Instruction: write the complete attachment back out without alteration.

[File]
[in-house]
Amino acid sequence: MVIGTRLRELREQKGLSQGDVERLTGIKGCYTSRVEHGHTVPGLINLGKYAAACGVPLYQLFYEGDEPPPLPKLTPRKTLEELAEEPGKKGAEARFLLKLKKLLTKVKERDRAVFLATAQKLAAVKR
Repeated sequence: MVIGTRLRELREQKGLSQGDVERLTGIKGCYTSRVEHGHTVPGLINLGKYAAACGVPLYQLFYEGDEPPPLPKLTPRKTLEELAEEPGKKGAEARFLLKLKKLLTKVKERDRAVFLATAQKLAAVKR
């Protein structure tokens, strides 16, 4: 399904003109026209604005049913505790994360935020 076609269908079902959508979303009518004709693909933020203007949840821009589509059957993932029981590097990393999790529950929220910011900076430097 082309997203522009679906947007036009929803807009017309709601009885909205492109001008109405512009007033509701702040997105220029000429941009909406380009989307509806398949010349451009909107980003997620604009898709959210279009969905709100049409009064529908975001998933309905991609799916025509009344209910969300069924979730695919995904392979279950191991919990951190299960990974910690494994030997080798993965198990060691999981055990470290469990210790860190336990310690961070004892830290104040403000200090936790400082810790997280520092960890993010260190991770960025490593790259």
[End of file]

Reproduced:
[in-house]
Amino acid sequence: MVIGTRLRELREQKGLSQGDVERLTGIKGCYTSRVEHGHTVPGLINLGKYAAACGVPLYQLFYEGDEPPPLPKLTPRKTLEELAEEPGKKGAEARFLLKLKKLLTKVKERDRAVFLATAQKLAAVKR
Repeated sequence: MVIGTRLRELREQKGLSQGDVERLTGIKGCYTSRVEHGHTVPGLINLGKYAAACGVPLYQLFYEGDEPPPLPKLTPRKTLEELAEEPGKKGAEARFLLKLKKLLTKVKERDRAVFLATAQKLAAVKR
């Protein structure tokens, strides 16, 4: 399904003109026209604005049913505790994360935020 076609269908079902959508979303009518004709693909933020203007949840821009589509059957993932029981590097990393999790529950929220910011900076430097 082309997203522009679906947007036009929803807009017309709601009885909205492109001008109405512009007033509701702040997105220029000429941009909406380009989307509806398949010349451009909107980003997620604009898709959210279009969905709100049409009064529908975001998933309905991609799916025509009344209910969300069924979730695919995904392979279950191991919990951190299960990974910690494994030997080798993965198990060691999981055990470290469990210790860190336990310690961070004892830290104040403000200090936790400082810790997280520092960890993010260190991770960025490593790259």